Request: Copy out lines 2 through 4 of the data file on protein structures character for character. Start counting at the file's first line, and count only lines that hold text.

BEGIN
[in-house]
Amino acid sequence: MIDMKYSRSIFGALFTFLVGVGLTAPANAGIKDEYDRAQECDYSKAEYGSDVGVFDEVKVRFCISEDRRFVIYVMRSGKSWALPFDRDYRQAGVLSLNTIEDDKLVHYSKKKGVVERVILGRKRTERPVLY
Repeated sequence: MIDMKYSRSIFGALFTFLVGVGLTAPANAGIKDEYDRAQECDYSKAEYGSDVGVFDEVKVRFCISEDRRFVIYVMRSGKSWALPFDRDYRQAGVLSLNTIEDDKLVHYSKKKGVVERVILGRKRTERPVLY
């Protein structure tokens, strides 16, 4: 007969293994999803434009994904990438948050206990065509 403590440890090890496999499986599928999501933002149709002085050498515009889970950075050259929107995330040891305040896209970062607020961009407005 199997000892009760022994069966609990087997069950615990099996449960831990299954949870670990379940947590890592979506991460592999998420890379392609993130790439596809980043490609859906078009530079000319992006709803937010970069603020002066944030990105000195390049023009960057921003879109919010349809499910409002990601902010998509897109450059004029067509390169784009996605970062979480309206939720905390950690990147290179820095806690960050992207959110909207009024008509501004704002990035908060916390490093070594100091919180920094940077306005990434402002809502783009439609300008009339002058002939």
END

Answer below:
Amino acid sequence: MIDMKYSRSIFGALFTFLVGVGLTAPANAGIKDEYDRAQECDYSKAEYGSDVGVFDEVKVRFCISEDRRFVIYVMRSGKSWALPFDRDYRQAGVLSLNTIEDDKLVHYSKKKGVVERVILGRKRTERPVLY
Repeated sequence: MIDMKYSRSIFGALFTFLVGVGLTAPANAGIKDEYDRAQECDYSKAEYGSDVGVFDEVKVRFCISEDRRFVIYVMRSGKSWALPFDRDYRQAGVLSLNTIEDDKLVHYSKKKGVVERVILGRKRTERPVLY
């Protein structure tokens, strides 16, 4: 007969293994999803434009994904990438948050206990065509 403590440890090890496999499986599928999501933002149709002085050498515009889970950075050259929107995330040891305040896209970062607020961009407005 199997000892009760022994069966609990087997069950615990099996449960831990299954949870670990379940947590890592979506991460592999998420890379392609993130790439596809980043490609859906078009530079000319992006709803937010970069603020002066944030990105000195390049023009960057921003879109919010349809499910409002990601902010998509897109450059004029067509390169784009996605970062979480309206939720905390950690990147290179820095806690960050992207959110909207009024008509501004704002990035908060916390490093070594100091919180920094940077306005990434402002809502783009439609300008009339002058002939």